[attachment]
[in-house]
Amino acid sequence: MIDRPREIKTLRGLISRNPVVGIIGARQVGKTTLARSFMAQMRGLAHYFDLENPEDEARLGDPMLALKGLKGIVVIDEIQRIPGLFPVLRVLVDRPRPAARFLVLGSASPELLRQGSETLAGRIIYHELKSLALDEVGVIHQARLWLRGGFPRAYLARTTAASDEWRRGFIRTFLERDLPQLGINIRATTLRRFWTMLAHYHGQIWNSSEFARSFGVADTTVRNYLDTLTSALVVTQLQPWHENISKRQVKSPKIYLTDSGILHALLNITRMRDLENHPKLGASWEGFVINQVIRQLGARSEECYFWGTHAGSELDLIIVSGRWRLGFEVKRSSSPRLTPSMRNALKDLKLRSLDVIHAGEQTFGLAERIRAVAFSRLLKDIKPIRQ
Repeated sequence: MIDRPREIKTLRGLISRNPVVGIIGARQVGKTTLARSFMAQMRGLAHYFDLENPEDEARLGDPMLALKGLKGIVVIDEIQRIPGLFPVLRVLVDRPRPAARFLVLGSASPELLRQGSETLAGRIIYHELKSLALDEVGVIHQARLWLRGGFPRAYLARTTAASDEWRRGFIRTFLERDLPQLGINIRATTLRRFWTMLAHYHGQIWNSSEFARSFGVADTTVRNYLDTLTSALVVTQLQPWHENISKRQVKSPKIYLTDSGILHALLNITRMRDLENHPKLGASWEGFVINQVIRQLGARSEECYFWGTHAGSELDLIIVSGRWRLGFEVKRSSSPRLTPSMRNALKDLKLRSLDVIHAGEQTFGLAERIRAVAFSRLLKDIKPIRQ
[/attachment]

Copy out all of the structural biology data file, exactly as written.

[in-house]
Amino acid sequence: MIDRPREIKTLRGLISRNPVVGIIGARQVGKTTLARSFMAQMRGLAHYFDLENPEDEARLGDPMLALKGLKGIVVIDEIQRIPGLFPVLRVLVDRPRPAARFLVLGSASPELLRQGSETLAGRIIYHELKSLALDEVGVIHQARLWLRGGFPRAYLARTTAASDEWRRGFIRTFLERDLPQLGINIRATTLRRFWTMLAHYHGQIWNSSEFARSFGVADTTVRNYLDTLTSALVVTQLQPWHENISKRQVKSPKIYLTDSGILHALLNITRMRDLENHPKLGASWEGFVINQVIRQLGARSEECYFWGTHAGSELDLIIVSGRWRLGFEVKRSSSPRLTPSMRNALKDLKLRSLDVIHAGEQTFGLAERIRAVAFSRLLKDIKPIRQ
Repeated sequence: MIDRPREIKTLRGLISRNPVVGIIGARQVGKTTLARSFMAQMRGLAHYFDLENPEDEARLGDPMLALKGLKGIVVIDEIQRIPGLFPVLRVLVDRPRPAARFLVLGSASPELLRQGSETLAGRIIYHELKSLALDEVGVIHQARLWLRGGFPRAYLARTTAASDEWRRGFIRTFLERDLPQLGINIRATTLRRFWTMLAHYHGQIWNSSEFARSFGVADTTVRNYLDTLTSALVVTQLQPWHENISKRQVKSPKIYLTDSGILHALLNITRMRDLENHPKLGASWEGFVINQVIRQLGARSEECYFWGTHAGSELDLIIVSGRWRLGFEVKRSSSPRLTPSMRNALKDLKLRSLDVIHAGEQTFGLAERIRAVAFSRLLKDIKPIRQ